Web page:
We understand some things only from within. Subjectively. Indeed, it is within this domain that the scriptures open to us new and more profound realities. Science, history and other objective leaning disciplines aim at revealing the details, facts and laws of universe in which we find ourselves. These have been highly successful elucidating the objective world in which we are embedded and is our best method for establishing correspondence between our understanding and this world. However, there are certain truths that are revealed only in subjectivity. There is the richness of experience, the feel individual existence that simply cannot be captured in science. It is entangled in such depth that the methods of science do not lend themselves to discovering the depth of this experience, nor does it claim to. However, we know that our physicality is tied to the history of the universe. We are part of a long process in which our chemical body has emerged in a long slow physical-historical process, rooted in natural unfoldings.
Through this process, structures have evolved that allow for a sensual connection to the physical world and give place to the necessary structures that allow us to grasp the world. We are physical creatures, that have the ability to reason, see, understand temporal and spatial relationships, and in general interact with a world outside and also with other selves so situated. This occurs in the mind. However, this is not the whole story. We know from other sources—like the scriptures or prophetic oracles—that these spiritual realities exist. But more important, we know from our own experience that these realities exist. We have experienced them in prayer, meditation or in other moments when we connect to these deeper realities.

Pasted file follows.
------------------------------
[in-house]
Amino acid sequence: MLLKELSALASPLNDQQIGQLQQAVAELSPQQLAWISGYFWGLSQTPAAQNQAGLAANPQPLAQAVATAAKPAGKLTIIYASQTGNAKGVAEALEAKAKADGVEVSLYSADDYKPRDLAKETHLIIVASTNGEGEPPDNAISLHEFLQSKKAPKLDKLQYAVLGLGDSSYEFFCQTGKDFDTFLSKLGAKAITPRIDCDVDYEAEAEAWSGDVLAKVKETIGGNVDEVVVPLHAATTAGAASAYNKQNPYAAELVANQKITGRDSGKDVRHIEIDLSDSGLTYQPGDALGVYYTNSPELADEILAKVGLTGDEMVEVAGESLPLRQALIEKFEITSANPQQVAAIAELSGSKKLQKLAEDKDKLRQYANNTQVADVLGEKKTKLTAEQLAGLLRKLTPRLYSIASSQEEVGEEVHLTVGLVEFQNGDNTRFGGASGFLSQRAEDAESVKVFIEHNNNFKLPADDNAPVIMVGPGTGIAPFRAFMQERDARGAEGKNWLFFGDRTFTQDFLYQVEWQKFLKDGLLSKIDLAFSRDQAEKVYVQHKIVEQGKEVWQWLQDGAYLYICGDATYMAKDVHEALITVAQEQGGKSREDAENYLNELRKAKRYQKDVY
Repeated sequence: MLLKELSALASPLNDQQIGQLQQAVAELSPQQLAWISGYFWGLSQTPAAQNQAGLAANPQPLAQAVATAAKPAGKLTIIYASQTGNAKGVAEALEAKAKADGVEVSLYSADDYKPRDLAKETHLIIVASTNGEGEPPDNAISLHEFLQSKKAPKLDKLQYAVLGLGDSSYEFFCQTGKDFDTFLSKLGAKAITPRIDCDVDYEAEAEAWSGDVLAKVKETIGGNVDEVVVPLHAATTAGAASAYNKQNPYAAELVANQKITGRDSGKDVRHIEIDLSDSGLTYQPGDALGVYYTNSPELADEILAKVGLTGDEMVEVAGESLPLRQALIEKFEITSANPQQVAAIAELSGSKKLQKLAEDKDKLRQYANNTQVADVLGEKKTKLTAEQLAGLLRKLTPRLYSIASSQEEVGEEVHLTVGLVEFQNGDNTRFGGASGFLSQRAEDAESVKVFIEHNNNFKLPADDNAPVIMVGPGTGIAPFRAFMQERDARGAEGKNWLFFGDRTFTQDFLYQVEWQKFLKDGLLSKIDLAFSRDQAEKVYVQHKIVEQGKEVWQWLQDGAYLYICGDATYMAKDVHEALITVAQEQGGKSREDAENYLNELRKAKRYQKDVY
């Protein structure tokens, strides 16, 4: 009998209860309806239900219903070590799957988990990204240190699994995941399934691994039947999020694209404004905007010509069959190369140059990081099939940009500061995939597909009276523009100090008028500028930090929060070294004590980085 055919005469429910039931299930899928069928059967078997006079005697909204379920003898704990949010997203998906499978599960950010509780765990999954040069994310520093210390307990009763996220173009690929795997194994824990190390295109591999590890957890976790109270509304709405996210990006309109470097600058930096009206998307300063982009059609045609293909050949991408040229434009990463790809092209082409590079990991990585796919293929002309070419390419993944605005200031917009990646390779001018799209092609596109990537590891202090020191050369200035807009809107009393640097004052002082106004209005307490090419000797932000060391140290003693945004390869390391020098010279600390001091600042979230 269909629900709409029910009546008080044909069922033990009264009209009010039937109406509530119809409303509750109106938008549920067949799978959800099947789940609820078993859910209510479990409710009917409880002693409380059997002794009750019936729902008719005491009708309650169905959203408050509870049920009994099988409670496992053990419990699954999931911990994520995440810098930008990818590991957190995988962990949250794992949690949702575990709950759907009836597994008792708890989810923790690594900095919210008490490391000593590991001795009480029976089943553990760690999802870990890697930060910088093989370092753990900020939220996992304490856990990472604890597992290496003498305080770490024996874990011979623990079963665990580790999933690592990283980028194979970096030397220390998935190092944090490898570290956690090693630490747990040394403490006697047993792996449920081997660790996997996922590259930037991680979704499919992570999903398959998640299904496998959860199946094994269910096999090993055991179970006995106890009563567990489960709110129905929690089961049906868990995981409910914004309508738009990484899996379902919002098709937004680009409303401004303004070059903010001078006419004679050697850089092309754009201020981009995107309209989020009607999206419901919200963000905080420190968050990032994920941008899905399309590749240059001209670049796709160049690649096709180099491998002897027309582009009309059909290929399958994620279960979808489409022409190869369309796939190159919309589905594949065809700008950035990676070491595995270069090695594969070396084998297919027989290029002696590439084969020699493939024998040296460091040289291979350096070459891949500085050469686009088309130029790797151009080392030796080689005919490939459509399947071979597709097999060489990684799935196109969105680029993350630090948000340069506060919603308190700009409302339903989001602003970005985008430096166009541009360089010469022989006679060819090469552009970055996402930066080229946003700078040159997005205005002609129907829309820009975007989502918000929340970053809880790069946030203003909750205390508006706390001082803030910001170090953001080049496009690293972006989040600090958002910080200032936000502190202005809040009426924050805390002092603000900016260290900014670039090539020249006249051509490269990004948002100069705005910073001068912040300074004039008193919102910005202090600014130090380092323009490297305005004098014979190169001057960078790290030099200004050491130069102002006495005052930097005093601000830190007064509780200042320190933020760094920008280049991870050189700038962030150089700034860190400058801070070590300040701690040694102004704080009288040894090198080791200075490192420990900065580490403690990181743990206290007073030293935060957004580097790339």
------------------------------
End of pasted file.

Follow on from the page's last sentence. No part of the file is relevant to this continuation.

We do not get these truths by weighing independent evidence, we have not been persuaded by a statistical analysis, nor have we come to these insights only because have been convinced by logical argument. Significant p-values did not offer quantitative support for these realities. No. It is through direct experience.
There are truths in the subjectivity of experience that cannot be captured in any other way.
Many of these experiences that have revealed subjective truths have come to me while using the scriptures. The scriptures have provided a pathway that connects me to the spirit and reveals to my mind experiential truths that have provided much more than additional facts about the world. It has added meaning, depth and richness to my world. What interests me is how completely integrated my spiritual experiences are with the physical aspects of my mind. They are not separate from the normal workings of my brain. My rationality, my senses, my memory are not turned off or suppressed. In fact, my conscious experience is completely integrated with these spiritual experiences. It seems to engage mind, body and spirit. The text of the scriptures pull me into new realities.